Mayor Bob Filner’s (mostly liberal) supporters are desperately parroting his refrain that he should be given “due process” in responding to the allegations of sexual harassment and sexual battery lodged against him over the past several days. The irony of this struck me when I began to consider the very real likelihood that these same folks are loudly joining the chorus of those bemoaning the injustice of the George Zimmerman trial verdict.
Zimmerman sought due process, but according to those who vehemently disagree with the trial’s outcome, our system has failed. This begs the question: Does “due process” only mean when you agree with the verdict?
I marvel at the hypocrisy of people who hide behind platitudes like, “Let the people/courts decide,” yet when the decision doesn’t come down in their favor they condemn the stupidity or malfeasance of the very same institutions upon which they purported to place their faith.
Of course, Filner’s gambit is fully wrapped in his comfortable belief his accusers will never go public out of fear of the media scrutiny, or their jobs, or the scorn of the true believers in his camp who will vilify them for not putting political ideology ahead of their petty “feelings.”
As we have seen on far too many occasions, life isn’t fair, and due process by no means ensures an outcome to everyone’s liking. While Filner’s hope for due process to leave him vindicated seems far-fetched it’s really the hope it never gets that far that he is counting on.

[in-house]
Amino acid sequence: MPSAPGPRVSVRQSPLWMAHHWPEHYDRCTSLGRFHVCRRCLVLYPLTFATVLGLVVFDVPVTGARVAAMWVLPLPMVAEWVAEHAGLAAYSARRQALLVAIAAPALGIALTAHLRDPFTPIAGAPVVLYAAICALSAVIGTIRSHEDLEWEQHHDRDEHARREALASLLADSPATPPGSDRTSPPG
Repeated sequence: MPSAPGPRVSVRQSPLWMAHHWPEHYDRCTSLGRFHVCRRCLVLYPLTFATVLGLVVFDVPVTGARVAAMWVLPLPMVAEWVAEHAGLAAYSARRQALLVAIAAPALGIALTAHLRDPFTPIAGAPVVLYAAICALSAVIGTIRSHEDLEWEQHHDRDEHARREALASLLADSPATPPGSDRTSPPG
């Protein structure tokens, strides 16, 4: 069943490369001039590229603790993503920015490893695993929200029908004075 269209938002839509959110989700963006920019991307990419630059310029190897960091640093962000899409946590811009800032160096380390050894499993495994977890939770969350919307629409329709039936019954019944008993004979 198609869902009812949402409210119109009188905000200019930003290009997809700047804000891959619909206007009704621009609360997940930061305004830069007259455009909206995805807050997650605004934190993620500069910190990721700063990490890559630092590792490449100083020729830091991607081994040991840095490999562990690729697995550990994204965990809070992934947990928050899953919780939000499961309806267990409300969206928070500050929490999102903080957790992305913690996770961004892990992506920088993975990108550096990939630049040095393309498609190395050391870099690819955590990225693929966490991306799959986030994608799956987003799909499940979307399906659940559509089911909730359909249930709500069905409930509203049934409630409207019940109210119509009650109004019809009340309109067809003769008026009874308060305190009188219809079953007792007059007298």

In any event, in the tradition mentioned in the opening paragraphs, should Filner have his day in court, I predict he will continue to deny his guilt and his supporters will rally to his defense and declare the system has been rigged. And San Diego will suffer through yet another embarrassing period in its political history, one that was fully aided and abetted by the would-be kingmakers of the city—on both sides of the aisle.
I say this not because Republicans and those from the right side of the aisle had anything to do with getting this particular individual elected but rather because both major party organizations have a disturbing habit of ignoring the less than savory character flaws of some of their candidates so long as they appear “electable.” This needs to stop.
While voters should be expected to their own due diligence on a particular candidate for office, we all know in practice party affiliation plays an important part. When a sleaze like a Bob Filner or Duke Cunningham (to name just two) can get elected, repeatedly, even when alarm bells are—or at the very least should be—ringing like a railroad crossing with the train approaching and party leaders put up no fight to have them booted, there is something really wrong.
I’m having some difficulty understanding the reactions of the men around Filner after these revelations were made public. I have a wife and daughter. If I found out either one of them had been treated by Filner in the manner that has been described, I wouldn’t be holding a press conference—I’d punch him in the nose.